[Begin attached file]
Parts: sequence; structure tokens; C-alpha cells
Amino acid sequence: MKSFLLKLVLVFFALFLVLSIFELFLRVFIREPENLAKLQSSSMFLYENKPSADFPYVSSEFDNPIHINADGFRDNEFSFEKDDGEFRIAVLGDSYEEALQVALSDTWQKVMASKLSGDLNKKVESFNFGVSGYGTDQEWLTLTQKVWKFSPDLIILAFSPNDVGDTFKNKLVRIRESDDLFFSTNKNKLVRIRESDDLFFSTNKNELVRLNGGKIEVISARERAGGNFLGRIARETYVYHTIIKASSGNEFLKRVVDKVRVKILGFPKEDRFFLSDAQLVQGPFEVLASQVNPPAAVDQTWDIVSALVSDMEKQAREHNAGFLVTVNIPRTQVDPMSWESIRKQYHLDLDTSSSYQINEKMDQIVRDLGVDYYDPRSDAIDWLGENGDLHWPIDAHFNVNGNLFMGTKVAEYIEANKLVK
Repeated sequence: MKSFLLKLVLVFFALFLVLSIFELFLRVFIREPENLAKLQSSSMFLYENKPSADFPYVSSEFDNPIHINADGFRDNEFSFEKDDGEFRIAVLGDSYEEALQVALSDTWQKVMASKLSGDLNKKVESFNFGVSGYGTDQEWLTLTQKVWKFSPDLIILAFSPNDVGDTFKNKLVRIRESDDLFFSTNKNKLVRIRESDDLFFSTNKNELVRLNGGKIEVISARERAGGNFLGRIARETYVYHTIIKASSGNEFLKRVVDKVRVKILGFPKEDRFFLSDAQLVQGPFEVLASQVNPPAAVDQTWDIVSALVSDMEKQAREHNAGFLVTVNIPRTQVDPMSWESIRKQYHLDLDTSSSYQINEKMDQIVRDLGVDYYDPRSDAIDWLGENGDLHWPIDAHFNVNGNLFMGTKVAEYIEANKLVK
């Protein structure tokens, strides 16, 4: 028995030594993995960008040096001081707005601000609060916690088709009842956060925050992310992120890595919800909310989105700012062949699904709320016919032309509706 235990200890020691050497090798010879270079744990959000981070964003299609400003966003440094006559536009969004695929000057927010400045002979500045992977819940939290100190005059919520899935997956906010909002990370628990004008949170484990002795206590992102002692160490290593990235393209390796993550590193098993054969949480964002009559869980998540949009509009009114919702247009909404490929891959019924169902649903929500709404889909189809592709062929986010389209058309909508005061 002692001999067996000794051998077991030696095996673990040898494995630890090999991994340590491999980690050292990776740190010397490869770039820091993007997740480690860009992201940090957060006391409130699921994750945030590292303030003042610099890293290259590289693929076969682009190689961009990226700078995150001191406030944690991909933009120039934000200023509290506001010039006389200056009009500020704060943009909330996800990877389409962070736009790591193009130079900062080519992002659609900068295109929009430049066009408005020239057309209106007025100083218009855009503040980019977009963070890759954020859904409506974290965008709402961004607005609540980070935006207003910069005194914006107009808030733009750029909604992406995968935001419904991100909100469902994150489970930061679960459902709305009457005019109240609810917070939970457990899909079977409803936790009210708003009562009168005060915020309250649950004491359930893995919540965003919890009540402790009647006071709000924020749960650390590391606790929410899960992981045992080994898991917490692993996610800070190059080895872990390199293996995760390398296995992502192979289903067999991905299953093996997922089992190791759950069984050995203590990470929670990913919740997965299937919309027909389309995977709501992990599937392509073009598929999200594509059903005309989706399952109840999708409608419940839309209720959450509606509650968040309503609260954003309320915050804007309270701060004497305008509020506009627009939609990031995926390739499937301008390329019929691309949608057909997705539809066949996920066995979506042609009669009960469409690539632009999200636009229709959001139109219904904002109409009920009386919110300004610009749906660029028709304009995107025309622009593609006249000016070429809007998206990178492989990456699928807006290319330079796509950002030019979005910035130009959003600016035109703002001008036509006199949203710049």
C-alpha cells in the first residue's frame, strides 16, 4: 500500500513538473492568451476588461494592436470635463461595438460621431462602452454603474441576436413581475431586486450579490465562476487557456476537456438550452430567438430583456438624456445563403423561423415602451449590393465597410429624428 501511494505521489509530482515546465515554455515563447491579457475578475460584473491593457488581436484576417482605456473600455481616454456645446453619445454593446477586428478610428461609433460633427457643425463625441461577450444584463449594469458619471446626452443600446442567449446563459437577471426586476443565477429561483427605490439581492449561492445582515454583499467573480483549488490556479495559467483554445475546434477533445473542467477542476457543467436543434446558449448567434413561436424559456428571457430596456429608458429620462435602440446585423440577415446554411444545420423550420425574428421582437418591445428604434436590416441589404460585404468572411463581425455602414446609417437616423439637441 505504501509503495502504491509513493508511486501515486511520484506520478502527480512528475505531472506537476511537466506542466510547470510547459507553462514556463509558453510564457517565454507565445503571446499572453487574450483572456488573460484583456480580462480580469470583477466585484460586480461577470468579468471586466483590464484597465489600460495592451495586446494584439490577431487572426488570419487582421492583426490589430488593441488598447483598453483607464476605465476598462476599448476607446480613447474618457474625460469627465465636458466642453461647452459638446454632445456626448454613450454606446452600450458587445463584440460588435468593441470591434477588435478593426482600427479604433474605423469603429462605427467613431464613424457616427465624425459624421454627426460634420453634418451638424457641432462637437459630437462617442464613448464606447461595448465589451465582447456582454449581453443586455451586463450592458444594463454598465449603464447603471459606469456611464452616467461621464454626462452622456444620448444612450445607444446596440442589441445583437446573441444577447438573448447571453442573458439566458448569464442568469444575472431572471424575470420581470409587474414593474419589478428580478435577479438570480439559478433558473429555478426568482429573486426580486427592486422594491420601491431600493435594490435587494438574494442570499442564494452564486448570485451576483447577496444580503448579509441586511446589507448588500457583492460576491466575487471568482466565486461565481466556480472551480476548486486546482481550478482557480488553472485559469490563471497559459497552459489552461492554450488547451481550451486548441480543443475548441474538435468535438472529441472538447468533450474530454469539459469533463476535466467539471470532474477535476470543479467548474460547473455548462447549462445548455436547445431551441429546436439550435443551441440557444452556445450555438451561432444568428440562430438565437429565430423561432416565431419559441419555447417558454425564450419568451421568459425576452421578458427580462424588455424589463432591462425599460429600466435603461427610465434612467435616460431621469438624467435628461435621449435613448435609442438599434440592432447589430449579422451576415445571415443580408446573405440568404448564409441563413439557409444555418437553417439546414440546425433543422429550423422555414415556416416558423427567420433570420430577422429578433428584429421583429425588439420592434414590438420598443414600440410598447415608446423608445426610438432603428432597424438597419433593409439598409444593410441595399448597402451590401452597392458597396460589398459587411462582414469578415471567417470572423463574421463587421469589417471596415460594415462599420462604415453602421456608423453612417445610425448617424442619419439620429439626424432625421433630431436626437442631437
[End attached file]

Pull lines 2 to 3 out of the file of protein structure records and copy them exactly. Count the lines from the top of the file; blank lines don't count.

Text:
Amino acid sequence: MKSFLLKLVLVFFALFLVLSIFELFLRVFIREPENLAKLQSSSMFLYENKPSADFPYVSSEFDNPIHINADGFRDNEFSFEKDDGEFRIAVLGDSYEEALQVALSDTWQKVMASKLSGDLNKKVESFNFGVSGYGTDQEWLTLTQKVWKFSPDLIILAFSPNDVGDTFKNKLVRIRESDDLFFSTNKNKLVRIRESDDLFFSTNKNELVRLNGGKIEVISARERAGGNFLGRIARETYVYHTIIKASSGNEFLKRVVDKVRVKILGFPKEDRFFLSDAQLVQGPFEVLASQVNPPAAVDQTWDIVSALVSDMEKQAREHNAGFLVTVNIPRTQVDPMSWESIRKQYHLDLDTSSSYQINEKMDQIVRDLGVDYYDPRSDAIDWLGENGDLHWPIDAHFNVNGNLFMGTKVAEYIEANKLVK
Repeated sequence: MKSFLLKLVLVFFALFLVLSIFELFLRVFIREPENLAKLQSSSMFLYENKPSADFPYVSSEFDNPIHINADGFRDNEFSFEKDDGEFRIAVLGDSYEEALQVALSDTWQKVMASKLSGDLNKKVESFNFGVSGYGTDQEWLTLTQKVWKFSPDLIILAFSPNDVGDTFKNKLVRIRESDDLFFSTNKNKLVRIRESDDLFFSTNKNELVRLNGGKIEVISARERAGGNFLGRIARETYVYHTIIKASSGNEFLKRVVDKVRVKILGFPKEDRFFLSDAQLVQGPFEVLASQVNPPAAVDQTWDIVSALVSDMEKQAREHNAGFLVTVNIPRTQVDPMSWESIRKQYHLDLDTSSSYQINEKMDQIVRDLGVDYYDPRSDAIDWLGENGDLHWPIDAHFNVNGNLFMGTKVAEYIEANKLVK